3. When there is error occur in fair value estimation, this will cause the balance sheet and income statement to suffer error.
4. History cost involves estimates and estimated fair values are no different.
5. Historical cost estimates true up against the actual transactional record quickly.
6. It is doubted to carry out a superior analysis on fair value accounting. A question arises here, how would the estimation mistake be noticed?
7. The tolerance for estimated fair value is limited, as estimation prices required realization before distribution.
To the extent of the importance of providing relevant, reliable, comparable, and understandable information to the user, accounting practitioners have raised an issue as to whether to value assets and liabilities in fair value or historical cost. The relevancy and reliability of using either fair value or historical cost in measuring assets and liabilities is still in question. The issue of relevance and reliability of fair value accounting also rose in FASB report which is issued on 28 February 2005, whereby the board has required greater use of fair value measurement due to its relevancy to investors and creditors compared to historical cost information, reflects better present financial performance, and better help in evaluating their past performance and future prospects. The issues of reliability in fair value measurement is argued with arguments that financial statements nowadays are full with estimate which is regarded as sufficiently reliable and most measurements used in financial reporting are based on estimates, which can only be verified indirectly and less faithfully represent what it purports to represent.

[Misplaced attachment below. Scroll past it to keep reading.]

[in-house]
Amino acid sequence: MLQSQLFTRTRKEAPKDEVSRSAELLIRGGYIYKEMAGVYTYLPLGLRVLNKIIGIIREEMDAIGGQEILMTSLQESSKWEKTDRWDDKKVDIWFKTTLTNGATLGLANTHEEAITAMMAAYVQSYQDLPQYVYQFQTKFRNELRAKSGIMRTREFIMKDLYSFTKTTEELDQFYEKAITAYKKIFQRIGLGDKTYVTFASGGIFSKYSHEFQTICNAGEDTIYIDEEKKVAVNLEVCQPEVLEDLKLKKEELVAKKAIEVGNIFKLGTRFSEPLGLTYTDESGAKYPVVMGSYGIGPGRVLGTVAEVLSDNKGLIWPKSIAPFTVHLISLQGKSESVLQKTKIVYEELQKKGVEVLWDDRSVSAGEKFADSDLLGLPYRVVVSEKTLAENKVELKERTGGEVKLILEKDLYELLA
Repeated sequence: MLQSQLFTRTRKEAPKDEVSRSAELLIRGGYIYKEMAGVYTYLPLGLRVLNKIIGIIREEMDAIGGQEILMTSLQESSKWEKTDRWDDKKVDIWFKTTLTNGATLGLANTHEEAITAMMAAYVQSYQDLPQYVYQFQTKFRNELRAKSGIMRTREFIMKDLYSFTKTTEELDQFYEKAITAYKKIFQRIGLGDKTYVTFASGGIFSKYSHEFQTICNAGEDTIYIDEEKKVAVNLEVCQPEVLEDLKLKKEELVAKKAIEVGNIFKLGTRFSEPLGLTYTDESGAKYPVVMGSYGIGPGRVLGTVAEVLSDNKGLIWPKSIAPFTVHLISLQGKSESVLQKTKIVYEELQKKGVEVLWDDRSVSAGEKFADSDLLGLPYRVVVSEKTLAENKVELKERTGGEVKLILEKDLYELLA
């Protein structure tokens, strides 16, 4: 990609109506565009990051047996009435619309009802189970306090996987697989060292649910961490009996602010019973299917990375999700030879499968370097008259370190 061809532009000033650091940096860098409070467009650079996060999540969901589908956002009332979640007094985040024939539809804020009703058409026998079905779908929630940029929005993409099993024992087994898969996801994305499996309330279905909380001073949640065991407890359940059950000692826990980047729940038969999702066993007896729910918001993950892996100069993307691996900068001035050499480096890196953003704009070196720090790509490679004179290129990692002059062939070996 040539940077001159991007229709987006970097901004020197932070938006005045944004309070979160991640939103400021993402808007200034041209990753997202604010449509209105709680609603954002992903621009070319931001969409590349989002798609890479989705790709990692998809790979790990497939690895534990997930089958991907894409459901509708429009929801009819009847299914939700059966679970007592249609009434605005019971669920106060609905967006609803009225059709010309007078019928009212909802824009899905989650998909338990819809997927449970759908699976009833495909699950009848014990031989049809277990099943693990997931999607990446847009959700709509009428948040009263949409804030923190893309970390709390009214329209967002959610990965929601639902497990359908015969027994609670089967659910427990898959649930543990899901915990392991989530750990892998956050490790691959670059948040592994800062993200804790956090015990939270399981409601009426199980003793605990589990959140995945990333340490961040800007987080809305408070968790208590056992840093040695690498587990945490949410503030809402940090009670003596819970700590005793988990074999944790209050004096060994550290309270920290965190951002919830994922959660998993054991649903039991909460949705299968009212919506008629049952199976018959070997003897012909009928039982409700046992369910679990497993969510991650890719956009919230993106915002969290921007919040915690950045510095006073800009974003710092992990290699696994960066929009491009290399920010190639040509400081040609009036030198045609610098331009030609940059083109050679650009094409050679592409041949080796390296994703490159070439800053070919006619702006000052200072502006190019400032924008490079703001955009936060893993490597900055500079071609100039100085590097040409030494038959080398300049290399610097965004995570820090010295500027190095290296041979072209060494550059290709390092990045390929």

In a nutshell, it is important for us to ensure that the financial reporting to be reliable, comparable, and transparent to increase the usefulness and understandability for all the users. Future discussions and researches need to be done in ensuring the public confidence in financial reporting.